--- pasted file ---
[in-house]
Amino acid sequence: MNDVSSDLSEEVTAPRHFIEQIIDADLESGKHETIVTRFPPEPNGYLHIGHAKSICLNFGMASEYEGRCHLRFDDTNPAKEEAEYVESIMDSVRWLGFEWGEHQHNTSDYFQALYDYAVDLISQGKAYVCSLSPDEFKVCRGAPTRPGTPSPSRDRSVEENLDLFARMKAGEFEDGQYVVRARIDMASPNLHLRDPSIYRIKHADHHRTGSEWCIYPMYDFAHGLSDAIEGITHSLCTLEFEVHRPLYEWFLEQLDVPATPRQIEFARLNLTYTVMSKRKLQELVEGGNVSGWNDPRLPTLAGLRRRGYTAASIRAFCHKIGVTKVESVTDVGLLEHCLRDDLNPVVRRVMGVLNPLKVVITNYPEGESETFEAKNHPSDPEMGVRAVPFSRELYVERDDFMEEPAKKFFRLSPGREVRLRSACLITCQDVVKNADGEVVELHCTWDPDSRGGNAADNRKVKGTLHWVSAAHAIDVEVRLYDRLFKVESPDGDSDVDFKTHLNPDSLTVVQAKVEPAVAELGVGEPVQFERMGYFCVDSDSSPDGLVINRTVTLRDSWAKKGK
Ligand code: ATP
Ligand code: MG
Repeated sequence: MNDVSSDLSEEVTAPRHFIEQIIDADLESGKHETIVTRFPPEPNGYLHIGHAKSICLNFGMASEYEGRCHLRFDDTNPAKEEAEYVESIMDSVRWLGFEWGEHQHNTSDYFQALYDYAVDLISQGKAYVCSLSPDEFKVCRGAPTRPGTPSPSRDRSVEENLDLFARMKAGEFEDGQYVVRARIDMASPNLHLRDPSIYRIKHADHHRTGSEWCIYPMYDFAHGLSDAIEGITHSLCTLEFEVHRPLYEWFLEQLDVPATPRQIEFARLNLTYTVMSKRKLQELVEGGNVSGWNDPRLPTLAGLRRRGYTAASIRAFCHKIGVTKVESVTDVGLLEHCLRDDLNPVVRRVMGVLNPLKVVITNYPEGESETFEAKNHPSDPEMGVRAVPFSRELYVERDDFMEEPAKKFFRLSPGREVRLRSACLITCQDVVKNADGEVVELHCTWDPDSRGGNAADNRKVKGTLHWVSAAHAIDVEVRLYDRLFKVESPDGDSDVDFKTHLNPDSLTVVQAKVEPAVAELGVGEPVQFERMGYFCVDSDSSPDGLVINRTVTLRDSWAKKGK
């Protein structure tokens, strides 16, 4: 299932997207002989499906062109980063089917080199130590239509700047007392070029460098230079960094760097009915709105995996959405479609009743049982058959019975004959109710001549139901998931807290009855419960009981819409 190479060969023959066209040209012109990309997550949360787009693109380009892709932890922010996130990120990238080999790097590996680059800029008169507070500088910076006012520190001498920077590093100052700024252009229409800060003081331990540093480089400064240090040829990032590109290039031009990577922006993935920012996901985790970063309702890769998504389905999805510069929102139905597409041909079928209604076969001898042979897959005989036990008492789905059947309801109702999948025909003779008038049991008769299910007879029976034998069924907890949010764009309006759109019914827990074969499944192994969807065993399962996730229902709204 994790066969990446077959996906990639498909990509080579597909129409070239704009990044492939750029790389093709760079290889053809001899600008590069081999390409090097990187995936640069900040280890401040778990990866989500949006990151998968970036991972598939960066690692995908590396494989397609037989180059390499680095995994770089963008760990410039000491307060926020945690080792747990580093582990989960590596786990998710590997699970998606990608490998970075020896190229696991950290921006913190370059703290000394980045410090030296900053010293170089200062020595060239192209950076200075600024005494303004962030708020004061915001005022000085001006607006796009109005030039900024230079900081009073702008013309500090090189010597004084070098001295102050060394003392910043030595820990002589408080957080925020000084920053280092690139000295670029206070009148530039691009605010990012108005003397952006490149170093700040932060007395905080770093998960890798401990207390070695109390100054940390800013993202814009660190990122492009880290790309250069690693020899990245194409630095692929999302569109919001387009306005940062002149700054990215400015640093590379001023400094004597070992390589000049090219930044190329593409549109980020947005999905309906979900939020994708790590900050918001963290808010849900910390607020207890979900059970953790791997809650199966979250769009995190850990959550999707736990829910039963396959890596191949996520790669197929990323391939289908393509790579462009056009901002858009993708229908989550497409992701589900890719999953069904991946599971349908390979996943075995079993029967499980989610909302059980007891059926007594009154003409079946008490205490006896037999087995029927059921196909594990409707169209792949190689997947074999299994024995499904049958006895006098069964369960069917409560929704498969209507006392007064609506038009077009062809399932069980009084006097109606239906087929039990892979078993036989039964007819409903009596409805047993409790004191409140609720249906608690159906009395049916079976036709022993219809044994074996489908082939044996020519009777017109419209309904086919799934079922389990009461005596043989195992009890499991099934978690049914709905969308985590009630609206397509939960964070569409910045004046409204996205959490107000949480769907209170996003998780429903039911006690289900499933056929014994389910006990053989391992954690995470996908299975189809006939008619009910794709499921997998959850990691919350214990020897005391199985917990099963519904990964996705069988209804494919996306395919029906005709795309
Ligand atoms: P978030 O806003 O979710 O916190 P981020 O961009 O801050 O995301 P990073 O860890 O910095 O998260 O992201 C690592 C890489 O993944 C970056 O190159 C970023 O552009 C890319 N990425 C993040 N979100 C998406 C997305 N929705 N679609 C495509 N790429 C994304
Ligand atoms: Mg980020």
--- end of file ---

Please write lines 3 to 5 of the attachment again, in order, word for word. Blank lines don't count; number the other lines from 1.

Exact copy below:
Ligand code: ATP
Ligand code: MG
Repeated sequence: MNDVSSDLSEEVTAPRHFIEQIIDADLESGKHETIVTRFPPEPNGYLHIGHAKSICLNFGMASEYEGRCHLRFDDTNPAKEEAEYVESIMDSVRWLGFEWGEHQHNTSDYFQALYDYAVDLISQGKAYVCSLSPDEFKVCRGAPTRPGTPSPSRDRSVEENLDLFARMKAGEFEDGQYVVRARIDMASPNLHLRDPSIYRIKHADHHRTGSEWCIYPMYDFAHGLSDAIEGITHSLCTLEFEVHRPLYEWFLEQLDVPATPRQIEFARLNLTYTVMSKRKLQELVEGGNVSGWNDPRLPTLAGLRRRGYTAASIRAFCHKIGVTKVESVTDVGLLEHCLRDDLNPVVRRVMGVLNPLKVVITNYPEGESETFEAKNHPSDPEMGVRAVPFSRELYVERDDFMEEPAKKFFRLSPGREVRLRSACLITCQDVVKNADGEVVELHCTWDPDSRGGNAADNRKVKGTLHWVSAAHAIDVEVRLYDRLFKVESPDGDSDVDFKTHLNPDSLTVVQAKVEPAVAELGVGEPVQFERMGYFCVDSDSSPDGLVINRTVTLRDSWAKKGK